Carbon dioxide levels race past troubling milestone

Relentless rise of this greenhouse gas locks in a warmer future, scientists say

October 3, 2016
Adapted from the NOAA Research article
South Pole Observatory
Measurements taken by NOAA scientists show carbon dioxide levels have surpassed 400 parts per million even at the South Pole observatory, pictured here, the last place on Earth to register impacts of increased emissions from fossil fuel consumption. Credit: Patrick Cullis/ NOAA
Measurements taken by NOAA scientists show carbon dioxide levels have surpassed 400 parts per million even at the South Pole observatory, pictured here, the last place on Earth to register impacts of increased emissions from fossil fuel consumption. Credit: Patrick Cullis/ NOAA

Carbon dioxide levels in the Earth's atmosphere passed a troubling milestone for good this summer, locking in levels of the heat-trapping gas not seen for millions of years.

Every year, the amount of carbon dioxide (CO2) rises during winter and then falls slightly during the Northern Hemisphere's growing season, as plants take up this greenhouse gas during photosynthesis.

But this year, for the first time since before the Ice Age, CO2 will not fall below 400 ppm.

"It's unlikely we'll ever see CO2 below 400 ppm during our lifetime and probably much longer," said Pieter Tans, lead scientist of the Global Greenhouse Gas Reference Network at ESRL's Global Monitoring Division.

Measurements taken at NOAA's atmospheric observatories on Mauna Loa and at the South Pole both indicate that CO2 has passed 400 ppm for good.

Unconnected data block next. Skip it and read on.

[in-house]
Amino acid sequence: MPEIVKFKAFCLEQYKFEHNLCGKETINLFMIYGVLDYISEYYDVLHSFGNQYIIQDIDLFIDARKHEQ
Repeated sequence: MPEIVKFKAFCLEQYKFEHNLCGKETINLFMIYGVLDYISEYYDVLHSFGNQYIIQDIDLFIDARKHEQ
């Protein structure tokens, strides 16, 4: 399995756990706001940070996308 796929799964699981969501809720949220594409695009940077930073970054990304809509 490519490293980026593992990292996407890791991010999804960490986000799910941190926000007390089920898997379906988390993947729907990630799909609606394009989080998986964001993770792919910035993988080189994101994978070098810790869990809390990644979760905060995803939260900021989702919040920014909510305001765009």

What's so important about 400 ppm?

Four hundred parts per million is an arbitrary milestone, but it also may be a window on our future.

The last time CO2 levels were this high was the mid-Pliocene warm period — about 3 million years ago. Paleoclimate research suggests that there was a lot less ice to cool the planet then. The extent of the Greenland Ice Sheet and the West Antarctic Ice Sheet were severely reduced.

Ditto for the Arctic.

Three million years ago, sea levels were up to 65 feet higher than today. Forests replaced tundra as trees marched toward the North Pole. Tropical rainforests were squished into a narrow band around the equator. In the U.S., the Central and Southern plains might not have had sub-freezing temperatures in winter, let alone white Christmases.

"There were some differences in continent locations, and in Earth's orbit around the sun, but the Pliocene is considered a bellwether for what future climate might be like,"said Bruce Bauer, a scientist with NOAA's National Centers for Environmental Information.

The race towards greater warming

What's more troubling, said Tans, is that the rate of CO2 increase is more than 100 times faster than anything observed in the ice core record that goes back 800,000 years. This will continue as long as fossil fuel consumption remains at its current high level worldwide.

For most of human evolution, CO2 levels hovered around 278 ppm, helping to maintain the global climate in a relatively stable state conducive to agriculture and the growth of human populations. That changed in the 1850s, first through massive deforestation. However, since the 1950s, the burning of coal to make electricity and steel, of oil for vehicles and manufacturing, and now of natural gas, has vastly accelerated the CO2 increase.

"About 85 percent of all fossil fuel consumption since the start of the industrial revolution took place during my lifetime,"said Tans.

For more information, please contact Theo Stein, NOAA Boulder Public Affairs, 303-497-6288